On Saturday, a group of Colorado State athletes released a statement on behalf of the Colorado State football team disputing accusations of intimidation and racism against Steve Addazio and his staff.
One day earlier, the university decided to suspend all team activities. With this, the university also chose to progress their internal investigation regarding intimidation surrounding COVID-19 protocols, racism, and social justice. The allegations concern those within the athletic department and football program.
Colorado State hired Husch Blackwell law firm to investigate the football program. This came after several coaches, athletes, and medical staff reported to the media that athletes were particularly instructed to hide symptoms of COVID-19. This is to ensure they do not lose playing time if they should test positive for the virus.
It is evident that being misinformed or purposely giving poor advice could, in this circumstance, highly risk the safety and health of student athletes and the university community.
Several Claims are Difficult to Debunk
A new series of accusations were made public on Saturday night. The Coloradoan published an article with several reputable sources alleging incidents of racism and verbal abuse within the sport program. According to reports, these allegations date back to Mike Bobo’s time with the team and the last eight months into Addazio’s leadership.
In a specific instance, a mental health counselor at CSU, Jimmy Stewart, reported witnessing Addazio humiliate a football player because of an academic issue. Stewart explained the interaction seemed to stem from racist behaviors toward the unnamed Black student athlete.
A staff member later added that Addazio actually bragged about the altercation and referred to the athlete as a “f—ing d—hebag”. Other sources at the university confirmed the unjust incident and foul language used.
Joe Parker, CSU athletic director, claimed that if the allegations were true, this behavior is unacceptable. The Coloradoan article also highlighted how Addazio had described COVID-19 and the Black Lives Matter movement as distractions from football.
After its publication, Kyle Neaves, CSU football spokesman, and CSU’s president, Joyce McConnell, both did not have any additional statements.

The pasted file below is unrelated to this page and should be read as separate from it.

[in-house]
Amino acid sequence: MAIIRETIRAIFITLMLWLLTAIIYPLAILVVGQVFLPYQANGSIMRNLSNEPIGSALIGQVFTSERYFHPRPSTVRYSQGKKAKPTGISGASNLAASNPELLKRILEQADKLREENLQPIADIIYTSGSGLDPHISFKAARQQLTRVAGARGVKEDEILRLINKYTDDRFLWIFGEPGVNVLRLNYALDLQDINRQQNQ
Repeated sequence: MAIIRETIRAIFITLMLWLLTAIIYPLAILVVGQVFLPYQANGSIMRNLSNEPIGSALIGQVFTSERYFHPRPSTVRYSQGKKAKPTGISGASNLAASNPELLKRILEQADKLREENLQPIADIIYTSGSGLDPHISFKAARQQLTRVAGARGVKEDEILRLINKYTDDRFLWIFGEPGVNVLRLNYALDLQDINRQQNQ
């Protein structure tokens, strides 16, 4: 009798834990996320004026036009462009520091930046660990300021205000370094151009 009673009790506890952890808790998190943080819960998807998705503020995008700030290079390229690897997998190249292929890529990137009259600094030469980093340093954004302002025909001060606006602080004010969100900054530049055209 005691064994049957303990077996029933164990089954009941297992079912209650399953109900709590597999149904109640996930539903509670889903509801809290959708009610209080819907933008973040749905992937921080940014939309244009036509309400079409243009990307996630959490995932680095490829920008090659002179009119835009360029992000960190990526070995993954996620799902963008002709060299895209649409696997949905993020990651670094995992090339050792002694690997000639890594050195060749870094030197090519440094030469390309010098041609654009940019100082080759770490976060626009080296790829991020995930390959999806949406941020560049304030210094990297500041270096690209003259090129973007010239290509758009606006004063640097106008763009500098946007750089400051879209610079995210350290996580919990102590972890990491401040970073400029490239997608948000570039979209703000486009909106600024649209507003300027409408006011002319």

CSU United Speaks Out
On Saturday, the CSU United group reacted to the allegations by saying they were false. The group claims to be led by senior athletes with the support of the rest of the team.
Their public statement said that any allegations of racism or verbal abuse within the football program are false. They claim the publicity surrounding the accusations has caused a negative change in dynamic within their team and football community.
CSU United claims they have personally never had a negative or damaging experience with Coach Addazio. The students claim they see Addazio as a welcoming individual, focused on the development of his student athletes.
The public statement also says that in contrast to the allegations, they feel the team has grown since Adazzio took over. An assistant coach at Colorado State, Brian White, showed public support for the players’ statement with a tweet addressing the situation.
There have been several sources within the CSU athletic program and football team that claim the CSU United letter does not have the support of the full team.
Twenty-seven Colorado State football players either felt COVID-19 systems, were potentially exposed, or tested positive as of last week. Because of this, CSU had to pause sport activities as it was evident their safety protocols and plan were not going as planned.
Addazio’s plan to return early from a quarantine period was considered ill-advised and unsafe by many other coaches and players. As of Sunday, the team has 11 COVID-19 cases.
CSU president, Joyce McConnell, said she was incredibly disturbed to learn of the new allegations and decided to expand the “scope” of the investigation.
McConnell also highlighted that any student who wishes to come forward will not be a victim of retaliation in the investigation.
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